Soft Skills usually refer to personality traits that allow you to naturally be a team player. Have
good reasoning skills and an ability to problem solve individually or with-in a group. Soft skills
allow an individual to read others well and make good decisions.
In my opinion, soft skills are more important in most business careers than hard skills. Most
employees aspire to better their positions, which usually entails managing others. With-out soft
skills, it is very unlikely you will have staff that want to perform for you.
Something to consider:
You may be excellent at your job utilizing your hard skills, but if no-one likes you and doesn’t think
you are a team player you’ll be sitting on the bench, missing the promotions.
If you work on your Soft skills: learning how to engage well with others, listening, problem solving,
being a team player while leading, and my favorite…patience. All of these fall under
communicating well with the people around you.
Do research on the company that you are interviewing with. It is important that you ask informed questions about your potential new company.
Everyone is different: We all come to the job with different experiences. Ask your interviewer what an average day’s workload entails. From start to finish.
Be yourself! It is easy to get caught up on what other people might expect from you, but interviews work both ways. If you are the right candidate for the job, you will feel confident that you can handle the position.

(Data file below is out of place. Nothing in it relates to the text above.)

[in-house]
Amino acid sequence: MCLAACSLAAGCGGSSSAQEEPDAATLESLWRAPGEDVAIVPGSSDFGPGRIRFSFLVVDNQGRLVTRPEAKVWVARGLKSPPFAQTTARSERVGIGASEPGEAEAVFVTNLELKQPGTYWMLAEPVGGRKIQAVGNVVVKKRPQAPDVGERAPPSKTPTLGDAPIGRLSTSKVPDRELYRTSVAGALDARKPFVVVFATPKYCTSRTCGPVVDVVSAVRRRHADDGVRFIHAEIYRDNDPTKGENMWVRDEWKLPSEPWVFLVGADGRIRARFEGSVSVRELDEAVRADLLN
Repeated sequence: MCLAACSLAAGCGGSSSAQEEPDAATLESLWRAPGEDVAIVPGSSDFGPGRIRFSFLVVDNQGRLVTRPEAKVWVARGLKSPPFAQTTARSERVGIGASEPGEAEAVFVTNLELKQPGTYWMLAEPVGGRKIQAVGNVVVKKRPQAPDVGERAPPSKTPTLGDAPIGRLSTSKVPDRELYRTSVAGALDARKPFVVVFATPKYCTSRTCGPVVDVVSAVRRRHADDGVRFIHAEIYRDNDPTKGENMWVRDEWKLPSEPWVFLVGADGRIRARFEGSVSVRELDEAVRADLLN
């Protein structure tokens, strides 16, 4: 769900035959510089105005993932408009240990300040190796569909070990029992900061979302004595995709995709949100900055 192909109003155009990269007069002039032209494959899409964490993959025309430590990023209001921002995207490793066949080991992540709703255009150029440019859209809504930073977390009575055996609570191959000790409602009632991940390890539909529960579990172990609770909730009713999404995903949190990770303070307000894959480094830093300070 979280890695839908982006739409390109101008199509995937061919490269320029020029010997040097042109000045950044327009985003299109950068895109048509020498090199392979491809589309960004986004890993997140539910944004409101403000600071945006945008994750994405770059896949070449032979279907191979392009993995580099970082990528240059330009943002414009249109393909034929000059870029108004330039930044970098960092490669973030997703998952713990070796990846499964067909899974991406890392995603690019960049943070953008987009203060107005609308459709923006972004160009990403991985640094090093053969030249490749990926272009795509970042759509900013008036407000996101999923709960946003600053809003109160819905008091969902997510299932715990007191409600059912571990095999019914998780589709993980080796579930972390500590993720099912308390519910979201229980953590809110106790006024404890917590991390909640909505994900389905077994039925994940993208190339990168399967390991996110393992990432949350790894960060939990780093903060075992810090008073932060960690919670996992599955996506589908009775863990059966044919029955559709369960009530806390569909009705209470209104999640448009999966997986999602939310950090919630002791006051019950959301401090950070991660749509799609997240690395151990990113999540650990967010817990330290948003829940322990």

Dress for the job. If your day is going to be in a warehouse, do not show up in a three piece suit
Get to your interview a few minutes early, not hours. 10 minutes is acceptable.
Be confident with your skills, not cocky. Having confidence that you can achieve the expectations set forth is appealing to potential employers. But saying that you are the best worker to ever step foot on the planet is a red flag.
Be honest about your work history
It’s important that you are interviewing for THE job not just any job
Here is what we are looking for in a New Hire:
Well-spoken with clear communication skills
Signs that indicate you work well with others
Having a great personality that can add positively to a team
Finishing up the interview
Reiterate you interest in the position
Show excitement and enthusiasm for the opportunity
Have confidence in being able to do the job
Now be patient. These decisions take time.